A bandleader is the leader of a music group such as a rock or pop group or jazz quartet. The term is most commonly, though not exclusively, used with a group that plays popular music as a small combo or a big band, such as one which plays jazz, blues, rhythm and blues or rock and roll music. Most bandleaders are also performers with their own band, either as singers or as instrumentalists, playing an instrument such as electric guitar, piano, or other instruments.
The bandleader must have a variety of musical skills. A bandleader needs to be a music director who choses the "setlist" (the list of songs that will be played in a show), sets the tempo for each song and starts each song (often by "counting in"), leads the start of new sections of songs (e.g., signalling for the start of a guitar solo or drum solo) and leads the endings of each song. The bandleader is also onstage with the group, so she or he has to be a strong performer on lead vocals or an instrument. The bandleader also needs to have a good general knowledge of the different parts played by all the rhythm section instruments (guitar, keyboards, electric bass, drum kit) and solo instruments (e.g., lead guitar, saxophone, etc.), as she or he has to audition prospective new members of the band and lead rehearsals. The bandleader also typically selects new songs for the group, particularly if the group is a cover band or a tribute band. In some cases, the bandleader may manage other aspects of the band, such as organizing tours and sound recording sessions. Some bandleaders are also composers and songwriters for their group.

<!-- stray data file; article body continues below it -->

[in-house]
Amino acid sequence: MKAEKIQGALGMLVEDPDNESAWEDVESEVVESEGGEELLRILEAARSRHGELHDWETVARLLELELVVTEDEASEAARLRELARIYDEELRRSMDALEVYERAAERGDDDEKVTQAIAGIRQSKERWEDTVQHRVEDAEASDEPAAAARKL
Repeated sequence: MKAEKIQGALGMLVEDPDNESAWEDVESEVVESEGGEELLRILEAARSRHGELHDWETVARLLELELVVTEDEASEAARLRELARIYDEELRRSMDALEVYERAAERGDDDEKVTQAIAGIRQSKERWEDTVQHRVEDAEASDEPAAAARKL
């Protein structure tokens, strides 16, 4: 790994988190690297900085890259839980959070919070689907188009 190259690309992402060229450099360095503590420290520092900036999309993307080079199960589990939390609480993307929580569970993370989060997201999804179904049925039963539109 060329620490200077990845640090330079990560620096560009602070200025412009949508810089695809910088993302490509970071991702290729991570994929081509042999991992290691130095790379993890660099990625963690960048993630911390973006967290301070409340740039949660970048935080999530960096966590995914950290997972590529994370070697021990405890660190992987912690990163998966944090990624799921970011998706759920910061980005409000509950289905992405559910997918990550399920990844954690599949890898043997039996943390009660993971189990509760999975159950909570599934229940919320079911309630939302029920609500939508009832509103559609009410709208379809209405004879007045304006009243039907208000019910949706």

Often the bands are named after their bandleaders, or the backing band is given its own name, distinct from the bandleader (e.g., Bruce Springsteen and the E Street Band or Elvis Costello and The Attractions. Some older bands have continued operating under their bandleaders' names long after the death of the original bandleader.
- Whiteman, Paul and Lieber, Leslie – How to Be a Bandleader (New York City: Robert M. McBride & Company, 1948)